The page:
Documents to download

At different times statements by Prime Ministers about the UK’s relationship with the European Union have sought to set the agenda, capture public opinion and set the tone for future debates on Europe. This House of Lords Library briefing outlines some of these key statements made by Prime Ministers since 1970 and reproduces the manifesto commitments made at general elections by each party over the same period.

The briefing is set out over three sections. The first section charts key speeches made by Prime Ministers between 1970 and 2010, therefore covering the period when the UK entered in to the European Economic Community (EEC), the 1975 referendum held on the UK’s continuing membership and subsequent developments over the course of the decades that followed, up to and including the 2005 Labour Government.

The second section then explores the 2010 Coalition Government’s position on the EU, focusing on David Cameron’s Bloomberg speech in 2013 where he announced he would seek a renegotiation of the UK’s terms of membership, which would then be put to a referendum. 

The 2015 Conservative Party manifesto confirmed this stance. It stated that in government the Conservatives would “negotiate a new settlement for Britain in Europe, and then ask the British people whether they want to stay in the EU on this reformed basis or leave” with an in-out referendum being held “before the end of 2017”. The third section looks at key speeches made on this issue by David Cameron since the 2015 general election and the developments that led to the announcement that the EU referendum would take place on 23 June 2016.

The Appendix to this briefing provides extracts from political party manifestos since 1970 charting the various positions taken over the last four decades.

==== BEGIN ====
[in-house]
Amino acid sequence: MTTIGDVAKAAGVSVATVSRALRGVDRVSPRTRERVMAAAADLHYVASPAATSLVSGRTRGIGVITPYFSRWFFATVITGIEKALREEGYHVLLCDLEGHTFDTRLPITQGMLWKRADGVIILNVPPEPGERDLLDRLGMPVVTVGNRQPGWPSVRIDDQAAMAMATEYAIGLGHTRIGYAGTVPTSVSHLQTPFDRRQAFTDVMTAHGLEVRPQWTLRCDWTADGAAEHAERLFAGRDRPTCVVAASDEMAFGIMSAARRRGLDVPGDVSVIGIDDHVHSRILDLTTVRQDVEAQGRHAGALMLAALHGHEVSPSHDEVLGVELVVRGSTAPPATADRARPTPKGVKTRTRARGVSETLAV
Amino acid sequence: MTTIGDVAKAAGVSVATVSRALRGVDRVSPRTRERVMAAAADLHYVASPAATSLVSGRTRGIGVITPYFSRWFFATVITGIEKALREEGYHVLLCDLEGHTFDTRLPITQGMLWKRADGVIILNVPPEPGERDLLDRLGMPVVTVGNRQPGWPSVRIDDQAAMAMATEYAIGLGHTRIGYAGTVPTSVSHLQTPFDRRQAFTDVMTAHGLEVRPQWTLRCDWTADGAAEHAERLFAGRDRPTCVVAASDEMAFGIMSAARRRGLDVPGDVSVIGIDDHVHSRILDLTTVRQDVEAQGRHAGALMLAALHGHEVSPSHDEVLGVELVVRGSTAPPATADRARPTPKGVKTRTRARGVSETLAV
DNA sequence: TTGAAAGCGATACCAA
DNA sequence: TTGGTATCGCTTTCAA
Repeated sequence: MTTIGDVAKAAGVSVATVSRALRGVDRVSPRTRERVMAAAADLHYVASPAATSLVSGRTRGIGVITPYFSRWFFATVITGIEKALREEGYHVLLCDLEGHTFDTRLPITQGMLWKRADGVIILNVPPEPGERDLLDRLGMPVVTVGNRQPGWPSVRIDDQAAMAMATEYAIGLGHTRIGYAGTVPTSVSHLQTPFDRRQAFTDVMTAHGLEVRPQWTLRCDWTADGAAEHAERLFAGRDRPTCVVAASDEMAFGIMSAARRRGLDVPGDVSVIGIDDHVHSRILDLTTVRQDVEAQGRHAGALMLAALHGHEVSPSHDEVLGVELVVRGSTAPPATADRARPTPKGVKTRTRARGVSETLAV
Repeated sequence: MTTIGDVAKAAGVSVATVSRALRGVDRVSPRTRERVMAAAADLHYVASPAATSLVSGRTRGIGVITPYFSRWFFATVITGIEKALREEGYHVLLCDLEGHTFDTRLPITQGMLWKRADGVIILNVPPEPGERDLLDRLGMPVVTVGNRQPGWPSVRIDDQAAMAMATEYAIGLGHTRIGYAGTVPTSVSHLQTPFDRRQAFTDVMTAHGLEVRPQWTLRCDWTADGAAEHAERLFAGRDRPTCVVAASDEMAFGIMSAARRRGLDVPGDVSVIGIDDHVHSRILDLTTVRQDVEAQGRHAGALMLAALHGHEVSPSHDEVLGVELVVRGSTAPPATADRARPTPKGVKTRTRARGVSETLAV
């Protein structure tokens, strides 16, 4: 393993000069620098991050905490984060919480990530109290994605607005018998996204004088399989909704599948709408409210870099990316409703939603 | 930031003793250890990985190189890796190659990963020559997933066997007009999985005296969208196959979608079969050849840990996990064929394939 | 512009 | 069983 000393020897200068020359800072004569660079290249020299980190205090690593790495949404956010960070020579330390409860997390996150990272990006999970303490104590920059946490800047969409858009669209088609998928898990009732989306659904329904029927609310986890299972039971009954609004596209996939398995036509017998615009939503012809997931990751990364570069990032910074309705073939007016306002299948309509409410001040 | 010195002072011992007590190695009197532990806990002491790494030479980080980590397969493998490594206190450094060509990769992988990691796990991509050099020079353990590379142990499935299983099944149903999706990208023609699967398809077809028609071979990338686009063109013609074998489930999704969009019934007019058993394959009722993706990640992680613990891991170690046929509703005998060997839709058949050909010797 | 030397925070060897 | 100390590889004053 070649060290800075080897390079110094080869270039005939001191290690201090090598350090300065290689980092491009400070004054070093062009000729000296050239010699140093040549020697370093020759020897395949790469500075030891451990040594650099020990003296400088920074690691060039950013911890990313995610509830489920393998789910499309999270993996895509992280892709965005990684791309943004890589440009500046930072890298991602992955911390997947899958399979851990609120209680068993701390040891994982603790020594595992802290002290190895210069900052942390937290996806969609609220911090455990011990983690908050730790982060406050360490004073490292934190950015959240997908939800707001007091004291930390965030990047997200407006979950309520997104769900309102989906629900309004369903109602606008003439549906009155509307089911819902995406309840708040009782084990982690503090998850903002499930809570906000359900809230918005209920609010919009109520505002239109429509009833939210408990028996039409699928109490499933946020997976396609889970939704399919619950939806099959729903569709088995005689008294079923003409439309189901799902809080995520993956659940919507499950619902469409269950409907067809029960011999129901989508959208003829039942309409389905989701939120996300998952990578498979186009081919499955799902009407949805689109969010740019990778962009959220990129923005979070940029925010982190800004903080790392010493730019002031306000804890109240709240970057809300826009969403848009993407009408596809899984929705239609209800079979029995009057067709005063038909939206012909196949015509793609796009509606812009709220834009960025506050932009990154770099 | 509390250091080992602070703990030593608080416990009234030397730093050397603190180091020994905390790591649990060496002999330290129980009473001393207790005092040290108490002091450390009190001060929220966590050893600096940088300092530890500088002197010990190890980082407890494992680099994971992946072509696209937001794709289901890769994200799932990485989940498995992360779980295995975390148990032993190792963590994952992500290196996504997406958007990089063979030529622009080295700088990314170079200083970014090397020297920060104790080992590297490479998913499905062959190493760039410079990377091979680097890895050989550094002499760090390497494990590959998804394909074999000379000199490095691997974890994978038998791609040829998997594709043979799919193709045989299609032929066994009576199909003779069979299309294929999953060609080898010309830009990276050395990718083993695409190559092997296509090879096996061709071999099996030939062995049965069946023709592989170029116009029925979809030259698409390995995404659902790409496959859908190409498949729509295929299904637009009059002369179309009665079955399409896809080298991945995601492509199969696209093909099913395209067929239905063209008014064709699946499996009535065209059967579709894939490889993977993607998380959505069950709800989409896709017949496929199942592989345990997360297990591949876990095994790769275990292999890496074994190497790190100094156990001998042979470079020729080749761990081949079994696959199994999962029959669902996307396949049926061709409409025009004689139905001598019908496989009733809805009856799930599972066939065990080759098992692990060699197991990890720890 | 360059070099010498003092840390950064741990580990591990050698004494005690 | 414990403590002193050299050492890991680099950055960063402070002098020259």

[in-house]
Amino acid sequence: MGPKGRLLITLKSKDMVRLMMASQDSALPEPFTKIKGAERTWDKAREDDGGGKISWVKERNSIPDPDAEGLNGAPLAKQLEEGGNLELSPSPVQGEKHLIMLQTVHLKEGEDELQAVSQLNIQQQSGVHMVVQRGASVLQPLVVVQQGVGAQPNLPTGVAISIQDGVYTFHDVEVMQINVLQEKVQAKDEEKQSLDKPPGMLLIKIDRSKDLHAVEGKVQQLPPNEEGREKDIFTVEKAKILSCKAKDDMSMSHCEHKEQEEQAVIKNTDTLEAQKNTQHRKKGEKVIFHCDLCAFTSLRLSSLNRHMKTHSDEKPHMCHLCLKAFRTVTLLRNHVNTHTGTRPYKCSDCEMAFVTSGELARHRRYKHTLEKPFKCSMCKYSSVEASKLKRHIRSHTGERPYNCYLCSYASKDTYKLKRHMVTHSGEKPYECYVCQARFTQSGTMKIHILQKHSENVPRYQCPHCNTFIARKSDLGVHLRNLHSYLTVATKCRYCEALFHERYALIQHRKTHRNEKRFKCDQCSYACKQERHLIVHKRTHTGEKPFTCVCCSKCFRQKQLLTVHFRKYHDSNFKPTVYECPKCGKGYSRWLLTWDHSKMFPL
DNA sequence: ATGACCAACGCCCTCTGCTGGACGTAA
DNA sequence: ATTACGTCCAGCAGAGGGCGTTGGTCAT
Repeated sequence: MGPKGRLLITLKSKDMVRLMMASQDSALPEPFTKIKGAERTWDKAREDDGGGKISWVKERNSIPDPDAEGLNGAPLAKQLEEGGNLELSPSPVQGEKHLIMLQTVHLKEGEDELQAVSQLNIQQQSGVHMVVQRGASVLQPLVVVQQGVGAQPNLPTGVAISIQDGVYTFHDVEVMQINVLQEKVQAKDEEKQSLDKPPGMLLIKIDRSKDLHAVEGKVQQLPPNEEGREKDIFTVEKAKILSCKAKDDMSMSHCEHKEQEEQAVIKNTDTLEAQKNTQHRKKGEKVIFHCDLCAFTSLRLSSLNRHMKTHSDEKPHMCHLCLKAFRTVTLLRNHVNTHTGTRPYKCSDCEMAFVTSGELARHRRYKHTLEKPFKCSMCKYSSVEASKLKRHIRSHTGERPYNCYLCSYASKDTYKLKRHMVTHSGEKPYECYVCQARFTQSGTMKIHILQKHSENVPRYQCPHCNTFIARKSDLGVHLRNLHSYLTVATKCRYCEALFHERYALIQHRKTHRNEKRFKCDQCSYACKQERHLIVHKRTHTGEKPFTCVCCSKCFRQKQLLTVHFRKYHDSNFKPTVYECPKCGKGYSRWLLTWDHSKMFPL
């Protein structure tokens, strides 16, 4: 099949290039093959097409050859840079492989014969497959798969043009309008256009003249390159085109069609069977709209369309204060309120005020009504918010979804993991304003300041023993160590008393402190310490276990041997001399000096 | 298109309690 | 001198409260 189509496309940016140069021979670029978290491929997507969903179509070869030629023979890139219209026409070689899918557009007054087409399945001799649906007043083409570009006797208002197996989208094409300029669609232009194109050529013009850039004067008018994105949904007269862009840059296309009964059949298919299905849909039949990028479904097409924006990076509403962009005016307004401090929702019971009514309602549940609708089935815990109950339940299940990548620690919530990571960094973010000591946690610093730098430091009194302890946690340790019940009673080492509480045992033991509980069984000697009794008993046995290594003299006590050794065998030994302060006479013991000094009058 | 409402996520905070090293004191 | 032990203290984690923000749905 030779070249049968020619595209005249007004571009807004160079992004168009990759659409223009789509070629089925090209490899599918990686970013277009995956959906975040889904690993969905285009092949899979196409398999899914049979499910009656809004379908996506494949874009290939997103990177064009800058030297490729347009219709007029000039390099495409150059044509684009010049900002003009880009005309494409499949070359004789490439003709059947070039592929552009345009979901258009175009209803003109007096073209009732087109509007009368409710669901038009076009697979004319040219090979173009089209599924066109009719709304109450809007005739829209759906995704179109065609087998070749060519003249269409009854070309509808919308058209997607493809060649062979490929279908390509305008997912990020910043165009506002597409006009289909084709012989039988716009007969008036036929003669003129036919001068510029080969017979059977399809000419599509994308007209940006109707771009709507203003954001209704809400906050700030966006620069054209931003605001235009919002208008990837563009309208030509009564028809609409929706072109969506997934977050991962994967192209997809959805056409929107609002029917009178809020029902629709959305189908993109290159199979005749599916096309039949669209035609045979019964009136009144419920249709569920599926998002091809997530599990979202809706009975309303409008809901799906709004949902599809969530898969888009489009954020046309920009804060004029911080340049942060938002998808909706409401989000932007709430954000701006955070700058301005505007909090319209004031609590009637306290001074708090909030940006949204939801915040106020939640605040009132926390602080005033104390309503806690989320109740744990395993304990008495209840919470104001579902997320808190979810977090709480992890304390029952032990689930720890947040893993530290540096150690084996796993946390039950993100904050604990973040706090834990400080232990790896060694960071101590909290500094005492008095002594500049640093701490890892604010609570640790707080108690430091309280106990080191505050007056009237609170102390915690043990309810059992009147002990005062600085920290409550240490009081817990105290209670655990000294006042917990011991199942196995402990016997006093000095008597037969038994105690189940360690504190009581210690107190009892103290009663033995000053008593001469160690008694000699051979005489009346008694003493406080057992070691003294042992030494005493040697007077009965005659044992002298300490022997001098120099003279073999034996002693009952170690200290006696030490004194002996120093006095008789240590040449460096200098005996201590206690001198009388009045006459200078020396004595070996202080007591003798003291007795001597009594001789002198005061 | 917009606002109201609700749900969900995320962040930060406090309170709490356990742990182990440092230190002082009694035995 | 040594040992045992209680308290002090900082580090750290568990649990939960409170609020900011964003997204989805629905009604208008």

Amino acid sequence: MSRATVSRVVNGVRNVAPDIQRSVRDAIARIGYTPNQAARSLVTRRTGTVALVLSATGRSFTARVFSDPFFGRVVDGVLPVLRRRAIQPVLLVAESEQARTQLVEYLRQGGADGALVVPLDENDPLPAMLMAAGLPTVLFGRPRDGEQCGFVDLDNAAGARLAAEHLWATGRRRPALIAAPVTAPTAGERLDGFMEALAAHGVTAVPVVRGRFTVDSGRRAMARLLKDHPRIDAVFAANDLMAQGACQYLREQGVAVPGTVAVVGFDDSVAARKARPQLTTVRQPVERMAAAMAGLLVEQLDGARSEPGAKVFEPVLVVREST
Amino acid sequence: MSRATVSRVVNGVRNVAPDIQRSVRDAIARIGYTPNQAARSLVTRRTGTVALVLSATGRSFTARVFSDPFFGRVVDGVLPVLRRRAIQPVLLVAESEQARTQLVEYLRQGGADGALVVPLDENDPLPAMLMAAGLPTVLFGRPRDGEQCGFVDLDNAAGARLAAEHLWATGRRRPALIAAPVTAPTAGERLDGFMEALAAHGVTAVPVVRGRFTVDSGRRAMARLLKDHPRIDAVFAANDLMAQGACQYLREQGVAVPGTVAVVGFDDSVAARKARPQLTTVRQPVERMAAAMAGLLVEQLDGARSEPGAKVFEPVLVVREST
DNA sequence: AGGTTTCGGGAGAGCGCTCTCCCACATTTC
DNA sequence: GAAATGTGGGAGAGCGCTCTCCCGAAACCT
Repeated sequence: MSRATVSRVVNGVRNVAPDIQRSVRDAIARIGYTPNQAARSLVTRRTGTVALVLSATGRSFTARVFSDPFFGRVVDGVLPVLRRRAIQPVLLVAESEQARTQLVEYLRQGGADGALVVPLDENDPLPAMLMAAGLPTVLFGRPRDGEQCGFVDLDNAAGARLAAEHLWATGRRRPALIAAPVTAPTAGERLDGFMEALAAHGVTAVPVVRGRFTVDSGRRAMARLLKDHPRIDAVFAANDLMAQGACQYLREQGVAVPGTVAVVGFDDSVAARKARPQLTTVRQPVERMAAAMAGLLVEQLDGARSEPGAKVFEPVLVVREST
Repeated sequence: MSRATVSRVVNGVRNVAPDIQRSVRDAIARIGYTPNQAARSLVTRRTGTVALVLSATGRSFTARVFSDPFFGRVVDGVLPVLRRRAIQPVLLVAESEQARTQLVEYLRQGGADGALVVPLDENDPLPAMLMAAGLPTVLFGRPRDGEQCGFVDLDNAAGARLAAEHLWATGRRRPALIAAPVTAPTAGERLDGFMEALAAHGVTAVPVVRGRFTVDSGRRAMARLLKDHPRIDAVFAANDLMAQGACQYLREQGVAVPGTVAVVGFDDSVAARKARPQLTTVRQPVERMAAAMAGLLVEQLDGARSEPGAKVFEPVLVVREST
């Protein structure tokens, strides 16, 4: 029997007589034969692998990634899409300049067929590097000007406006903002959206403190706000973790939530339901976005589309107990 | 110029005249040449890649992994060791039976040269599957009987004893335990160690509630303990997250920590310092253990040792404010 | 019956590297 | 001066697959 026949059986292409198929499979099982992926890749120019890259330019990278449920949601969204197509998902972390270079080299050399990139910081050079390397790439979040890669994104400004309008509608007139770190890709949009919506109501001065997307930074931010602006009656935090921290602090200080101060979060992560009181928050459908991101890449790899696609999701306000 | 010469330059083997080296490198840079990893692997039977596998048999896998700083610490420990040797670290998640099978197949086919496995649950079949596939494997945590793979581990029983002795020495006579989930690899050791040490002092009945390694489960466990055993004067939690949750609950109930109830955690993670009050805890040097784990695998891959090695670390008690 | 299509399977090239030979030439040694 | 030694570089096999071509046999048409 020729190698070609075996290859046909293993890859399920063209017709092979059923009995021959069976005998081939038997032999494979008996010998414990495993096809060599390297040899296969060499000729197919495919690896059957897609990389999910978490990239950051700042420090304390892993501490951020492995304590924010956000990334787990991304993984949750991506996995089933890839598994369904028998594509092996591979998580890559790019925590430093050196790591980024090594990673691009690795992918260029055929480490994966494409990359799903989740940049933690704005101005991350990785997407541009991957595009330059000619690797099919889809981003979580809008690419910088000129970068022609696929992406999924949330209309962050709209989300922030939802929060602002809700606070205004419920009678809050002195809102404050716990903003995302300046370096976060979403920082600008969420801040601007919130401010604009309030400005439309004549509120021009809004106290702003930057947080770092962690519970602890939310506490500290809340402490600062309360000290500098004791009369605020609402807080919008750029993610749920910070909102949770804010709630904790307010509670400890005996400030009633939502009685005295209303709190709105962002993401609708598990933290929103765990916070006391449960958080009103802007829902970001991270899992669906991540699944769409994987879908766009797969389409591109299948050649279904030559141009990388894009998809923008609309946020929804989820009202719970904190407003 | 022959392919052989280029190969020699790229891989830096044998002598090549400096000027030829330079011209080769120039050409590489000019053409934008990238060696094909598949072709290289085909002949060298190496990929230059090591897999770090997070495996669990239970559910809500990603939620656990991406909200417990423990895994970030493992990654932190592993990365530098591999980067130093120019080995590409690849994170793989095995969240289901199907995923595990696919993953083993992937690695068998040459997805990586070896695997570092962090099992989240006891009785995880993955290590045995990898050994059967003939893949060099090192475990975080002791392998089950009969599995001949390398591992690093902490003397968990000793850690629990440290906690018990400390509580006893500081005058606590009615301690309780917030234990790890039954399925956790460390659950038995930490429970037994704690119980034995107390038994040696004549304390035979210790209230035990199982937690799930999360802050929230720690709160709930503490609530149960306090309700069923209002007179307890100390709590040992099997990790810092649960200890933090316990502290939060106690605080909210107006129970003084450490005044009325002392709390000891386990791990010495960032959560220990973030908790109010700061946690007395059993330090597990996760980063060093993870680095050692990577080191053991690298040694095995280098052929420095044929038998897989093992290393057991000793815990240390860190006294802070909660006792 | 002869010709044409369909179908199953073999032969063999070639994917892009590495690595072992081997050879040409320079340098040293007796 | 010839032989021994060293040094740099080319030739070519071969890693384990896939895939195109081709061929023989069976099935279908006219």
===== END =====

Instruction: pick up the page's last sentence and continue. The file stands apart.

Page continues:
For further information, the House of Commons Library has prepared a Reading List on UK–EU Relations 2013–16: Reform, Renegotiation, Withdrawal (4 March 2016) and the parliamentary web page, The UK’s EU Referendum 2016 Explained, includes other key documents, briefings and resources.

Documents to download

Related posts

  • Medicinal and agrochemical products can be granted a Supplementary Protection Certificate, an intellectual property right associated with patents, to provide up to five years of additional rights and protections once their patents have expired. In order to apply for an SPC, a product must receive approval to be sold on the UK market. Under the Northern Ireland/Ireland Protocol, products to be sold in Northern Ireland must obtain approval under EU law, whilst products to be sold in the rest of the UK will obtain approval under UK law. Currently, this marketing authorisation is only given on a UK-wide basis. This regulation amends the market authorisation process to enable authorisations to be granted for the Northern Ireland market only and for the Great Britain market only.

  • The regulation of product safety, and weights and measures, is based on EU law. The European Union (Withdrawal) Act 2018 brings this EU law into UK statute, so that it will continue to have effect after the end of the transition period. Amendments since have made to enable this framework to operate smoothly in the UK, and added provisions such as a UK conformity mark. This article looks at a further statutory instrument that amends retained EU law in the area, particularly in light of the Northern Ireland Protocol.